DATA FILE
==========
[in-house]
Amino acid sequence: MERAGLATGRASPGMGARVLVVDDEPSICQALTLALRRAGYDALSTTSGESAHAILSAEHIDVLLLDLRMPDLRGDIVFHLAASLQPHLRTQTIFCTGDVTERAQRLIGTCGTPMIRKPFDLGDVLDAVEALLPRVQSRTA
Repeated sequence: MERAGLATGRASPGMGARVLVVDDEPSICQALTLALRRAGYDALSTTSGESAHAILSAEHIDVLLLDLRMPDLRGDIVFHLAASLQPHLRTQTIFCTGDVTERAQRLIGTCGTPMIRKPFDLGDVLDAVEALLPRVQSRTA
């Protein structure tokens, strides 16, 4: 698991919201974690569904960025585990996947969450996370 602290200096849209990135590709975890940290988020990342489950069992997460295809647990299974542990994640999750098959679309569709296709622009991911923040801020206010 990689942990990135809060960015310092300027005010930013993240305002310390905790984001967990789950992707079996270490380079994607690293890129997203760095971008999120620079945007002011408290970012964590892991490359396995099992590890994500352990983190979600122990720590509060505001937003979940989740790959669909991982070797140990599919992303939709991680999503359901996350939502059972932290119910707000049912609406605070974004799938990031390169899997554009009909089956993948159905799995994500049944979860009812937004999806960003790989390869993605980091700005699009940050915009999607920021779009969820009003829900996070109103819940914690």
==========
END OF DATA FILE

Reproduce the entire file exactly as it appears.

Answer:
[in-house]
Amino acid sequence: MERAGLATGRASPGMGARVLVVDDEPSICQALTLALRRAGYDALSTTSGESAHAILSAEHIDVLLLDLRMPDLRGDIVFHLAASLQPHLRTQTIFCTGDVTERAQRLIGTCGTPMIRKPFDLGDVLDAVEALLPRVQSRTA
Repeated sequence: MERAGLATGRASPGMGARVLVVDDEPSICQALTLALRRAGYDALSTTSGESAHAILSAEHIDVLLLDLRMPDLRGDIVFHLAASLQPHLRTQTIFCTGDVTERAQRLIGTCGTPMIRKPFDLGDVLDAVEALLPRVQSRTA
């Protein structure tokens, strides 16, 4: 698991919201974690569904960025585990996947969450996370 602290200096849209990135590709975890940290988020990342489950069992997460295809647990299974542990994640999750098959679309569709296709622009991911923040801020206010 990689942990990135809060960015310092300027005010930013993240305002310390905790984001967990789950992707079996270490380079994607690293890129997203760095971008999120620079945007002011408290970012964590892991490359396995099992590890994500352990983190979600122990720590509060505001937003979940989740790959669909991982070797140990599919992303939709991680999503359901996350939502059972932290119910707000049912609406605070974004799938990031390169899997554009009909089956993948159905799995994500049944979860009812937004999806960003790989390869993605980091700005699009940050915009999607920021779009969820009003829900996070109103819940914690």